Questions to Ask

Use Safely

Do you use hazardous household products safely?

• Read the label. That is one of the most important steps in using products.

• Look for words like caution, warning, flammable, harmful, danger, poison. These tell you that a product may be hazardous. If you see these words on a label, take extra care.

• Look for special instructions on the label such as: "Work in well ventilated area." This means work outside or with the windows open. The fumes can make you sick if you do not have enough fresh air.

• "Wear protective clothing." This means wear goggles or safety glasses, gloves, long sleeves, or other coverings. The right clothing can prevent burns or keep chemicals from going into your body through the skin.

• Never mix products unless the label says it is safe to do it. For example, never mix products containing chlorine bleach with products containing ammonia. You will make a deadly gas by mixing these together.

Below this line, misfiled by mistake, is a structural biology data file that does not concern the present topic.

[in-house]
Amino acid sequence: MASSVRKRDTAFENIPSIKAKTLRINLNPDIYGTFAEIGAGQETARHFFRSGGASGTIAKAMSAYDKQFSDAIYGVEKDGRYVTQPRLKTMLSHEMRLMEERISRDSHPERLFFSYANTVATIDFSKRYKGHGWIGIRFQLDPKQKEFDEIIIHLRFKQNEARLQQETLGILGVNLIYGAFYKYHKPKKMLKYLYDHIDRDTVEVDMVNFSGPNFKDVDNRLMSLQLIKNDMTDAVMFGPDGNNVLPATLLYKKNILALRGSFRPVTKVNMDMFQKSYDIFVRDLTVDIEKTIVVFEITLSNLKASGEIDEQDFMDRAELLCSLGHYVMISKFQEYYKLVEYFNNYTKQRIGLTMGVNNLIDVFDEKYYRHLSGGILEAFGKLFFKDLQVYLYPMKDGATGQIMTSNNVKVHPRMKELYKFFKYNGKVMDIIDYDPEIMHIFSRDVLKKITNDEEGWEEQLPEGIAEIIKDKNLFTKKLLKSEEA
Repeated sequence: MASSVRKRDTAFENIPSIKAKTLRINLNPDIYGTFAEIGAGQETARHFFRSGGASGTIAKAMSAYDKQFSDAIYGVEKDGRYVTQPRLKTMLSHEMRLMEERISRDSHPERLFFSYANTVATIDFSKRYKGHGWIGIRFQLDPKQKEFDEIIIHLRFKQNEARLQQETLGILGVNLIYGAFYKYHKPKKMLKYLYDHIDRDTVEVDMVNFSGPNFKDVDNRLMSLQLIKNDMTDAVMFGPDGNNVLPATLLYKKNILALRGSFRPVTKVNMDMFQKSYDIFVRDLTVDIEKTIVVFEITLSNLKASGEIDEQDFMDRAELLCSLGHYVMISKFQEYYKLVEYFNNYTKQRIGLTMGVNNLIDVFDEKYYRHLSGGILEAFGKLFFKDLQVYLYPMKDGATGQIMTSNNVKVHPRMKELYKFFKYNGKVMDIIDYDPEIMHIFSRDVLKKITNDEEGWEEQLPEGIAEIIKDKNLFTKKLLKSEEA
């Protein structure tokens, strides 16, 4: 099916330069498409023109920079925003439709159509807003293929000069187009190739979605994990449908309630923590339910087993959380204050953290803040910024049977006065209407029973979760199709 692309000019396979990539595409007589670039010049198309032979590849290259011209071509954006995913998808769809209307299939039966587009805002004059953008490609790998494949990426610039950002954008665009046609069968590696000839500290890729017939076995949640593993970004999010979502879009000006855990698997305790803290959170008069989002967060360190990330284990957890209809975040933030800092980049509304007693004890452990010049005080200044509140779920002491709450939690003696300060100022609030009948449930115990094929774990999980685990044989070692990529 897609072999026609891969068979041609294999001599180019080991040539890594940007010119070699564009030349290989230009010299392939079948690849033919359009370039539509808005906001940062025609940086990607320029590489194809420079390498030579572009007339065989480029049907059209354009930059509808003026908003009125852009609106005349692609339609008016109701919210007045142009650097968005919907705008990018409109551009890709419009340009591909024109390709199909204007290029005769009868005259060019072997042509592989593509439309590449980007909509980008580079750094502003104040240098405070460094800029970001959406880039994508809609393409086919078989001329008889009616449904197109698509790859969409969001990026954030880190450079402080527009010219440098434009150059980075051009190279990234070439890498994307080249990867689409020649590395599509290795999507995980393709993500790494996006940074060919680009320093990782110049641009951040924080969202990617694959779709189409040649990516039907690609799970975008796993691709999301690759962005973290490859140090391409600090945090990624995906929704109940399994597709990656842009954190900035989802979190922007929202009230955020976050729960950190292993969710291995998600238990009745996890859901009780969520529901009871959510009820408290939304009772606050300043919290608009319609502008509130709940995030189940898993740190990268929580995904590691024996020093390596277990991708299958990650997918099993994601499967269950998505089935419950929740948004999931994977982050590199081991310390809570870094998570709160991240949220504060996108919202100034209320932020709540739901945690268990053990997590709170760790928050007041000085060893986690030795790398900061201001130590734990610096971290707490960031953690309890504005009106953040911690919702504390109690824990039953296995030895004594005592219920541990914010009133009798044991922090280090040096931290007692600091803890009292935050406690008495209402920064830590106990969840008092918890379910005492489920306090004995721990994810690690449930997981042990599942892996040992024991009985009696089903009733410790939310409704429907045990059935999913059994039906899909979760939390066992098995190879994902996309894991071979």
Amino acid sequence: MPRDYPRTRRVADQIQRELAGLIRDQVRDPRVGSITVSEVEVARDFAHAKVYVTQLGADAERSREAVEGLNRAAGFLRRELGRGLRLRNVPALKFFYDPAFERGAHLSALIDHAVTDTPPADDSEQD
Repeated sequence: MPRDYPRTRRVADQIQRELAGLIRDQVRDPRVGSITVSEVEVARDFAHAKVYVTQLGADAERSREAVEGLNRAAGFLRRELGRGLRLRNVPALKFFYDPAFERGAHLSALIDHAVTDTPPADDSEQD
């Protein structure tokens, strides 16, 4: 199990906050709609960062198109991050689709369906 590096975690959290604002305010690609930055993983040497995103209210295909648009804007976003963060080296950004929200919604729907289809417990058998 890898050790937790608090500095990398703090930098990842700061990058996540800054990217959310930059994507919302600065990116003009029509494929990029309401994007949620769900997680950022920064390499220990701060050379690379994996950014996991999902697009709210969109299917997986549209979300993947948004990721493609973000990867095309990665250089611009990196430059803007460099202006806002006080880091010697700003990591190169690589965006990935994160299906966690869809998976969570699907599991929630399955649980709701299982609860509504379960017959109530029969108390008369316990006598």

• Keep children and pets away while you use hazardous products.

• Always put the cap back on and put away the product right after you finish using it.

• Never leave the product or container where children can see it or reach it.

• Don't eat, drink, or smoke when using hazardous products.

• Be ready in case there's an accident: Put the Poison Control Center telephone number, 800/222-1222, where you can find it quickly in case of an emergency. Tape it to the wall by your kitchen phone, for example.

• Buy Syrup of Ipecac at your local drugstore and keep it handy. This medicine makes a person throw up. But only use it when a doctor or the Poison Control Center tells you. Sometimes throwing up makes the poisoning worse.

Use Less

Can you cut down on the hazardous products in your home?

• Do you buy only what you need, so you don't have extras?

• Prevent or reduce pest problems so you don't need chemicals to kill them. Wash dishes and wipe counters often. Keep the garbage area tidy.

• If you're pregnant, don't use hazardous products if something else will do the job.

• Think about using tools or products known to be safe: Use a plunger to unclog sinks instead of chemicals. Clean with baking soda (for scrubbing) or ^ ■ " vinegar(for cutting grease).

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